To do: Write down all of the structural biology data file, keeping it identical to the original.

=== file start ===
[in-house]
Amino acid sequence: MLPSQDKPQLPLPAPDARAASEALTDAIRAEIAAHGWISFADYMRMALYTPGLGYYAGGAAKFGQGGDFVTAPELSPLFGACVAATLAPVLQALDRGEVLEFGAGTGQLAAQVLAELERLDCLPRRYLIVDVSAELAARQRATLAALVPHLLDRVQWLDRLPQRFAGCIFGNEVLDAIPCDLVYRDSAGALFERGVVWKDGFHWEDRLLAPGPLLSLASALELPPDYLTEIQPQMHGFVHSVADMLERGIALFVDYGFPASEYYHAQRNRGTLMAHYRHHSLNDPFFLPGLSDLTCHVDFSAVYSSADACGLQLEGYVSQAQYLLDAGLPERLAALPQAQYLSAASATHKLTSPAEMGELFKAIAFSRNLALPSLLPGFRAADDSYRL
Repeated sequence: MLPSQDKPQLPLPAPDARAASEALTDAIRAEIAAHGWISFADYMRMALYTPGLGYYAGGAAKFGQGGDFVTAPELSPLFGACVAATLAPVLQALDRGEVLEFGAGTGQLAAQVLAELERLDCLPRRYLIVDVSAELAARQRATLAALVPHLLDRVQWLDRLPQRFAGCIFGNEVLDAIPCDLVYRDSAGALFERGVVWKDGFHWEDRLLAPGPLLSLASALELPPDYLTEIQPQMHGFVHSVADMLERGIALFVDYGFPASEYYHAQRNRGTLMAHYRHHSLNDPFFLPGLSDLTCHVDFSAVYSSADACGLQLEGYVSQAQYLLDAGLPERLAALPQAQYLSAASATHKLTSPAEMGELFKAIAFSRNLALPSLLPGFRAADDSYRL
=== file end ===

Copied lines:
[in-house]
Amino acid sequence: MLPSQDKPQLPLPAPDARAASEALTDAIRAEIAAHGWISFADYMRMALYTPGLGYYAGGAAKFGQGGDFVTAPELSPLFGACVAATLAPVLQALDRGEVLEFGAGTGQLAAQVLAELERLDCLPRRYLIVDVSAELAARQRATLAALVPHLLDRVQWLDRLPQRFAGCIFGNEVLDAIPCDLVYRDSAGALFERGVVWKDGFHWEDRLLAPGPLLSLASALELPPDYLTEIQPQMHGFVHSVADMLERGIALFVDYGFPASEYYHAQRNRGTLMAHYRHHSLNDPFFLPGLSDLTCHVDFSAVYSSADACGLQLEGYVSQAQYLLDAGLPERLAALPQAQYLSAASATHKLTSPAEMGELFKAIAFSRNLALPSLLPGFRAADDSYRL
Repeated sequence: MLPSQDKPQLPLPAPDARAASEALTDAIRAEIAAHGWISFADYMRMALYTPGLGYYAGGAAKFGQGGDFVTAPELSPLFGACVAATLAPVLQALDRGEVLEFGAGTGQLAAQVLAELERLDCLPRRYLIVDVSAELAARQRATLAALVPHLLDRVQWLDRLPQRFAGCIFGNEVLDAIPCDLVYRDSAGALFERGVVWKDGFHWEDRLLAPGPLLSLASALELPPDYLTEIQPQMHGFVHSVADMLERGIALFVDYGFPASEYYHAQRNRGTLMAHYRHHSLNDPFFLPGLSDLTCHVDFSAVYSSADACGLQLEGYVSQAQYLLDAGLPERLAALPQAQYLSAASATHKLTSPAEMGELFKAIAFSRNLALPSLLPGFRAADDSYRL